Great Invasions Review

Great Invasions is an ambitious game, covering a historically accurate RTS rendition of battles from 350 to 1066 AD. Right off the bat some of you are turned off because those particular years don’t bring to mind any mainstream titles to compare them to. Despite the fact that many of us will be in unfamiliar territory, the scope and accuracy of this title will impress, even if the rest of it doesn’t.

Now let’s get something out of the way: this game is missing some vital pieces. You read through the short instruction booklet and fire it up and you are LOST. Unless you’re very lucky or a huge historical war buff, you will be assailed by choices that are seemingly meaningless or confusing. Playing like a giant living game of Risk, you’re plunged from one massive invasion to the next, while juggling multiple countries, armies, wars etc. Yes, the game is historically accurate, but that makes it even harder, as battles waged everywhere that you have to streamline like some god-commander who couldn’t possibly keep track of it all.

This is not to say the game is impossible or stupid; quite the contrary, it’s very involved. You can spend weeks or even months getting good at this game. It’s not going to wow you with any particular graphical flair, and it’s not going to give you even the slightest benefit of the doubt. Although there are a few options to ‘loosen up’ the historical accuracy of the game and turn it into more of manageable series of battles, that is not the default setting, or, some would argue, the point of the game.

If you’re hoping to test my knowledge of dark ages war trivia, you’re in for a long cold wait. However, from playing the game and using its paradigms you can figure out that you’re placed in everything from the Justinian battle for Roman West, to the Huns attacking the Alans while the Persian army invades the Eastern Roman Empire. Let me reiterate, this game is NOT for casual players. It’s not easy to pick up and play, and probably requires a socially removed lifestyle to enjoy to the fullest. Decisions early on in the game can lead to utter disaster as you innocuously allow countries to take actions that have no context at that point in time, but lead to you getting your ass handed to you by 4 combined armies who are mad as hell at your "offenses against their nations" later on.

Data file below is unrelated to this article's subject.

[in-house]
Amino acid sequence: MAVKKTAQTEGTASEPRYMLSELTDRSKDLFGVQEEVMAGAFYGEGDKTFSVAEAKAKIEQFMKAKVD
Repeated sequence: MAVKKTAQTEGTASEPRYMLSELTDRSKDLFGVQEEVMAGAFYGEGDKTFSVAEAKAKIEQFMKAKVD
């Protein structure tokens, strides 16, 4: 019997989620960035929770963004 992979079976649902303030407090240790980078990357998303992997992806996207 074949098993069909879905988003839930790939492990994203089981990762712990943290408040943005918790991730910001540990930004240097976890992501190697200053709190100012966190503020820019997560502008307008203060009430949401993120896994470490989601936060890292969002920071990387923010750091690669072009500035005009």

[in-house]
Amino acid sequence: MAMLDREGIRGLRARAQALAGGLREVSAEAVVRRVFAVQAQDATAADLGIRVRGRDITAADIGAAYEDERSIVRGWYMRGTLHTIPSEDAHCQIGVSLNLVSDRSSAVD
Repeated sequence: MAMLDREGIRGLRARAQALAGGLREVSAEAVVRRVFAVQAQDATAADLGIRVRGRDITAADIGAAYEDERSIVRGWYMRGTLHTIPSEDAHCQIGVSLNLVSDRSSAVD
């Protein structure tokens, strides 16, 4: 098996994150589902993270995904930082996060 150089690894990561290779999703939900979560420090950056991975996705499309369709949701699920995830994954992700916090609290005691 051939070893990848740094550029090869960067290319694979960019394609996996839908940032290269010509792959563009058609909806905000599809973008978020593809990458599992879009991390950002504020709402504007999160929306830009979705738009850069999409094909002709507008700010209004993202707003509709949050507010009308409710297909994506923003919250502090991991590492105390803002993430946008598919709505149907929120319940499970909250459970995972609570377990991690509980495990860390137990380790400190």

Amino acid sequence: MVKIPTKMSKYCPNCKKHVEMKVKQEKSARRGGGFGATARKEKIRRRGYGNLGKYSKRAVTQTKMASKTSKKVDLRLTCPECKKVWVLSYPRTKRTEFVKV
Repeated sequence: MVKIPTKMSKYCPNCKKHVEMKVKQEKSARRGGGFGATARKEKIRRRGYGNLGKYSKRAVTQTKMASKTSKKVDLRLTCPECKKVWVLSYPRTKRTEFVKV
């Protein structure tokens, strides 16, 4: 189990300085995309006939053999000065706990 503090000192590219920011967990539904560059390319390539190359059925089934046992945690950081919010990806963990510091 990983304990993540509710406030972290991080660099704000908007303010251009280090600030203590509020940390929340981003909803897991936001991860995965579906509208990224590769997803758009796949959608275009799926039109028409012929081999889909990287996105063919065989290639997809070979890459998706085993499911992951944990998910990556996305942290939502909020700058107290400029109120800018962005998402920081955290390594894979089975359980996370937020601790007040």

Most events are presented by a series of pop-ups and lengthy text explanations of some historical event, causing you to jump from place to place on a cool stylized version of a classic scholastic map. There are little to no graphic options, very little in the way of audio, and a ton of typographical errors that range from barely noticeable to horrifically bad. (The game is translated from French.) There’s also no live 3D graphics or much of anything beyond what you’d find on a well made table top game. There is a multiplayer mode, but only with direct player to player (IP based) gameplay, with no matching service to speak of.

When you start the game you simply play as a ‘team’ — blue, yellow, green, etc — which involves a bunch of independent states and nations which add to the confusing and frenetic nature of the game as you’re forced to make decisions for vastly different groups of people for some common goal that both makes them happy and achieves your goals. I think I’ve driven the point home before, but this game is amazingly complex and will simply not be enjoyed by the majority of gamers at large. You can tell from playing it that it is very authentic and detailed and would probably represent the holy grail of gaming to a few select history buffs out there, so this is definitely for that crowd. It takes different people to make the world go round, so if you’re a fan of uber-complicated dark ages warfare, you know you need this game. The rest of you can probably move along.


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Author: GamerNode Staff View all posts by

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